After a while, some people may feel as though they are not able to function without alcohol. When someone compulsively drinks without considering the negative effects of alcohol, it can lead to alcoholism. Trying to detox from alcohol can be life-threatening and should never be attempted alone.
The amount of time it will take for the brain to function normally again depends on several factors. These include how much and how often you drank, as well as if there are any other underlying medical conditions. It can take time for your brain to adjust without alcohol, so it’s important to be patient. People should continue taking the medicine even if they do not see any immediate improvements.
Acamprosate is commonly prescribed for one year, although studies are being conducted to determine the potential benefits of long-term use. Talk with your treatment specialist to determine how long you should stay on the medicine, as well as the amount and frequency of doses.
Before discontinuing the use of this medicine, your treatment specialist will review your:
- Length of time in recovery
- Weekly/monthly average of cravings
- Short- and long-term goals for sobriety maintenance
- Efforts to establish a support system made up of family members and friends
- Participation in aftercare programs, such as counseling and support groups
You’re not alone on your road to recovery. Learn about different treatment options available and find the right rehab center for you. Give us a call now to talk with a treatment specialist and get started on writing the next chapter of your life today.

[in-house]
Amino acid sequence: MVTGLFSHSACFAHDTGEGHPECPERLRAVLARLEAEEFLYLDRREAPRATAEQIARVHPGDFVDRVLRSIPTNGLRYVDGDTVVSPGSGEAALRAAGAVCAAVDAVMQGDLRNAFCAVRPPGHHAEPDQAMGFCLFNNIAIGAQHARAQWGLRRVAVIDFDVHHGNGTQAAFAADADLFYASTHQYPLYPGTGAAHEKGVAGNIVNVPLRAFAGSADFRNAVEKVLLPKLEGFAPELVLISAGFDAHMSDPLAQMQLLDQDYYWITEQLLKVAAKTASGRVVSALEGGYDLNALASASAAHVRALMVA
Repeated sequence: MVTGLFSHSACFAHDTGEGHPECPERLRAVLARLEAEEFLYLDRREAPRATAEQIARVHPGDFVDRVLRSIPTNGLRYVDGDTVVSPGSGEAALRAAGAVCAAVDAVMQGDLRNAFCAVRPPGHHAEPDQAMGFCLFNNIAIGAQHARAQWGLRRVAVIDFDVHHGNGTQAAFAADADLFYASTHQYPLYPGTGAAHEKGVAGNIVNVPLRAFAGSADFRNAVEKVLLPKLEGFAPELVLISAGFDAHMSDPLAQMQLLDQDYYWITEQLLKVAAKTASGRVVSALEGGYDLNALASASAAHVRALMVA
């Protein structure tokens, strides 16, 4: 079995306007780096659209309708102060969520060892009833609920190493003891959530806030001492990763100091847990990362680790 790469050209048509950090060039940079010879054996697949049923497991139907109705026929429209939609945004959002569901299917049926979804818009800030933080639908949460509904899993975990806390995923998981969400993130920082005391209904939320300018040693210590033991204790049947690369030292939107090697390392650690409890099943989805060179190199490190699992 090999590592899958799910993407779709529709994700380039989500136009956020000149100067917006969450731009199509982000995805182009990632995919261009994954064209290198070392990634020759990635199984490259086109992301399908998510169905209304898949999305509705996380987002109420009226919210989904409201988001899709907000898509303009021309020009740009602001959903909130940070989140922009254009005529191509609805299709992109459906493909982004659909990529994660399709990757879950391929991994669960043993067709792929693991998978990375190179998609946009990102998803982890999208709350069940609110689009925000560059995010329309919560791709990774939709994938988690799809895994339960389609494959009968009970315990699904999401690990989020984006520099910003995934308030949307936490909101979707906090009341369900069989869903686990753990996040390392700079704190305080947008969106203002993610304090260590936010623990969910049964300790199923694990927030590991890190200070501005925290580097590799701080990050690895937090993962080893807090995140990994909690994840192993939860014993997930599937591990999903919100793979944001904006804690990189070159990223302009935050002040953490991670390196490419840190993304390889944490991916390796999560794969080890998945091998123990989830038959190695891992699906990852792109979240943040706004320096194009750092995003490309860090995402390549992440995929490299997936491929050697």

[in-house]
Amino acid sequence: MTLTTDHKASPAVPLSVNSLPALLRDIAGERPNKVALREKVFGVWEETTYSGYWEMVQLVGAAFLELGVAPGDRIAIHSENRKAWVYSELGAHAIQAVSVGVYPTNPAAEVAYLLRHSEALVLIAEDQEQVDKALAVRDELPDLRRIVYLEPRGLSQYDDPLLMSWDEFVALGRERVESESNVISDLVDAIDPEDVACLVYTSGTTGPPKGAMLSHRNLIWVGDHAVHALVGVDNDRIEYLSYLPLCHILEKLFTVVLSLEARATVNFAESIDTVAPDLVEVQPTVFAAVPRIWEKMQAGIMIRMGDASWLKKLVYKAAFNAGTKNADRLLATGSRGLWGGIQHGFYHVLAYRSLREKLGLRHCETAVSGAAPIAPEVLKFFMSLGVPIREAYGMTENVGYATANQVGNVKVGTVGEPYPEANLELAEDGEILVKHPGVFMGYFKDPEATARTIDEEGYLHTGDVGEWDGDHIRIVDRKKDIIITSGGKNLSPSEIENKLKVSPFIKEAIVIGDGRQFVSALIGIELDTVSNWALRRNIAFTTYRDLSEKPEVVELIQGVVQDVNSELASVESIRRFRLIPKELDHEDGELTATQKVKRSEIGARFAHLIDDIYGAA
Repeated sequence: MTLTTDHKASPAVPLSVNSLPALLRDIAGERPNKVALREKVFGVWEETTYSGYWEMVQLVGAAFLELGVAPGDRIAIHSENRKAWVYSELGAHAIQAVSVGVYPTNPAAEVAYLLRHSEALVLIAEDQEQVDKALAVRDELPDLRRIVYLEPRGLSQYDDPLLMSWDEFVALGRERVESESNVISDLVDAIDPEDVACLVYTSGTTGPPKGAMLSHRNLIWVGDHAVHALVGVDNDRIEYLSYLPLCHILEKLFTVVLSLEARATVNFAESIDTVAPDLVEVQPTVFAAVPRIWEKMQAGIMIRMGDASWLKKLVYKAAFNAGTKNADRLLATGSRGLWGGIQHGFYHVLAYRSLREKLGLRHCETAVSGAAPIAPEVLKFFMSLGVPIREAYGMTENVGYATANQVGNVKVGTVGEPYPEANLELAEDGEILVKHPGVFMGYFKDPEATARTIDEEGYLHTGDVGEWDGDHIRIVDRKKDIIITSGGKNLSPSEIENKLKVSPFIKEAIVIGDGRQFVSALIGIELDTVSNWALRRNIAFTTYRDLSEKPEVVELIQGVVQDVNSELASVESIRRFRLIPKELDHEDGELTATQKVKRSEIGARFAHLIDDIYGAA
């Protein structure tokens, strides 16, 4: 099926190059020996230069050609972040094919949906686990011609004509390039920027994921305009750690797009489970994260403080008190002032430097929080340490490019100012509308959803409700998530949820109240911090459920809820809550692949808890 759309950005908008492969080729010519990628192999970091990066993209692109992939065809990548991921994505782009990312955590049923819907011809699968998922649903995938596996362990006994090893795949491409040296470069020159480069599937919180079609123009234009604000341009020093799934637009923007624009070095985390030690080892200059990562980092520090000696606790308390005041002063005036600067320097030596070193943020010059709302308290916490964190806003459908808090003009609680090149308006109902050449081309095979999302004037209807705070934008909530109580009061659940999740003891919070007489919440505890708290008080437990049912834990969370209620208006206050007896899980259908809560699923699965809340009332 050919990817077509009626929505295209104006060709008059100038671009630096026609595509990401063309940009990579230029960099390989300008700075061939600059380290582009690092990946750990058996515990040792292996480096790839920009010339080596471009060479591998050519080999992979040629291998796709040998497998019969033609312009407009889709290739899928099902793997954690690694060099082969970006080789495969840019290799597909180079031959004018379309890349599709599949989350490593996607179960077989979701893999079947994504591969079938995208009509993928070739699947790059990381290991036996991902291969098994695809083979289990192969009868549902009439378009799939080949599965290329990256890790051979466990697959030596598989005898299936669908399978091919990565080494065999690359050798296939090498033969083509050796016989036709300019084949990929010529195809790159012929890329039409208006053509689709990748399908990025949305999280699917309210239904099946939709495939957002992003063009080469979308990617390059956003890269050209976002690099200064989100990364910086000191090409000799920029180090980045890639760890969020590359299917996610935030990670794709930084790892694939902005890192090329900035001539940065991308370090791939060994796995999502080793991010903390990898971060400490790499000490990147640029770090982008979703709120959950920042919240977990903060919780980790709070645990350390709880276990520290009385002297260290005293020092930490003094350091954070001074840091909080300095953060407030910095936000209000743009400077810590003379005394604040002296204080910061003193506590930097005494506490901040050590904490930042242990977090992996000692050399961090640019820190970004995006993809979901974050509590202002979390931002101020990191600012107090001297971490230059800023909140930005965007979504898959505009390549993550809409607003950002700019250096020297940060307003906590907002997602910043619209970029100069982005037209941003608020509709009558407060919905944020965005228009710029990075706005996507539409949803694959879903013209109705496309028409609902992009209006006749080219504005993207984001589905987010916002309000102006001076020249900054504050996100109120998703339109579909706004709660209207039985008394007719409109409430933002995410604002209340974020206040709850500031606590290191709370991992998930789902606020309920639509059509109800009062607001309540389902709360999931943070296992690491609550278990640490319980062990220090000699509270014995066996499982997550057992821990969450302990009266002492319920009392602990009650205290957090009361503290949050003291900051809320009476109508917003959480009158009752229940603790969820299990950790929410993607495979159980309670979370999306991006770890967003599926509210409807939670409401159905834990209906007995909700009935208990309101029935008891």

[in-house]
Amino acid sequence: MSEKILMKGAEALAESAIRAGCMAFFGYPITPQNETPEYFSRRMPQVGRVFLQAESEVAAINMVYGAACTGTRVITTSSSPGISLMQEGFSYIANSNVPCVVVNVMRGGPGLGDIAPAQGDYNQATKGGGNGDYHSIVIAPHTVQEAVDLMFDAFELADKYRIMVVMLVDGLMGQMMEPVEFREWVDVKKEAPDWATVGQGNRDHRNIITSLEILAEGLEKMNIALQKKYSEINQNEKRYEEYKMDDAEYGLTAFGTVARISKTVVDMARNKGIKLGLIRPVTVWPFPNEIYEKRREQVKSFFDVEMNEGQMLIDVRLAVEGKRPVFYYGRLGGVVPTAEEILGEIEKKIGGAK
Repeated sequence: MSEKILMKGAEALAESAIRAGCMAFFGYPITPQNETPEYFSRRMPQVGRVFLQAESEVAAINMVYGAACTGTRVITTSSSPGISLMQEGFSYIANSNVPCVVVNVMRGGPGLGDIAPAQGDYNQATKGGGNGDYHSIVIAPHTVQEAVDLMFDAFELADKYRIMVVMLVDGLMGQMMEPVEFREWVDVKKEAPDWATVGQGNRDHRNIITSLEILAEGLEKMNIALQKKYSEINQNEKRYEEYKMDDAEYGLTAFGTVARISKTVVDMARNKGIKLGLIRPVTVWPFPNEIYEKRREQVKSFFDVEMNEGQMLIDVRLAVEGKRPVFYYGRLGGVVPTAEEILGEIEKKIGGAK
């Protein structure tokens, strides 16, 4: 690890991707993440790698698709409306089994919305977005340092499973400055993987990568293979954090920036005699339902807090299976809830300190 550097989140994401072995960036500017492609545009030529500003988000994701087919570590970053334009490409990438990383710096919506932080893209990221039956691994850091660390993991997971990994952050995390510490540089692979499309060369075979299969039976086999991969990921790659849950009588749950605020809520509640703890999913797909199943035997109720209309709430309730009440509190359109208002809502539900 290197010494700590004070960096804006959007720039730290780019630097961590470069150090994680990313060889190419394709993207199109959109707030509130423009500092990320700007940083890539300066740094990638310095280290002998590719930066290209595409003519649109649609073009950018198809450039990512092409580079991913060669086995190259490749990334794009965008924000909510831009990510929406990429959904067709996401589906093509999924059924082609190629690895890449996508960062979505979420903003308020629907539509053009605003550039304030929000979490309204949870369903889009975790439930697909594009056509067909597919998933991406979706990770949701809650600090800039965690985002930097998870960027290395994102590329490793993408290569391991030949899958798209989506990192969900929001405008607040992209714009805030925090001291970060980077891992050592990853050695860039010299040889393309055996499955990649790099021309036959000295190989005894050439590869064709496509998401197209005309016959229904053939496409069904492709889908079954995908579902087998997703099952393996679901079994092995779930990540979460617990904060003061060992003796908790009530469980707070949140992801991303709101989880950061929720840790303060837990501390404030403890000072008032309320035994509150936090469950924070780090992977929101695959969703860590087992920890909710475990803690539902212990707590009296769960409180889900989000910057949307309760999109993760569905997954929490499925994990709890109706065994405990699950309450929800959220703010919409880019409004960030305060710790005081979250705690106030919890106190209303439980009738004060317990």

Acamprosate Side Effects
It typically takes several days to a week for acamprosate to take full effect. During this time, you may experience uncomfortable side effects. This is because your body needs time to acclimate itself to the new medication. However, if side effects persist or get worse, notify your treatment specialist immediately.
Some of the more common side effects of acamprosate are:
- Muscle weakness
- Nausea and vomiting
Although severe side effects are less common, they can include:
- Suicidal thoughts
- Irregular heartbeat
- Vision problems
- Changes in hearing
- Urinating less than usual or not at all
When you’re suffering from an alcohol use disorder, it may seem as though there’s no end in sight. However, millions of people each year seek treatment to overcome a drinking problem.
Contact one of our recovery specialists today to find a top-rated facility close to home.
- Author — Last Edited: August 7, 2018
U.S. National Library of Medicine. (2016). Acamprosate. February 2017. https://medlineplus.gov/druginfo/meds/a604028.html
Substance Abuse and Mental Health Services Administration. (2005). Acamprosate: A New Medication for Alcohol Use Disorders. February 2017. https://store.samhsa.gov/shin/content/MS974/MS974.pdf
Ochoa and Hunter. (2006). Acamprosate (Campral) for Treatment of Alcoholism. February 2017. http://www.aafp.org/afp/2006/0815/p645.html
Mason and Heyser. (2010). Acamprosate: A prototypic neuromodulator in the treatment of alcohol dependence. February 2017. https://www.ncbi.nlm.nih.gov/pmc/articles/PMC2853976/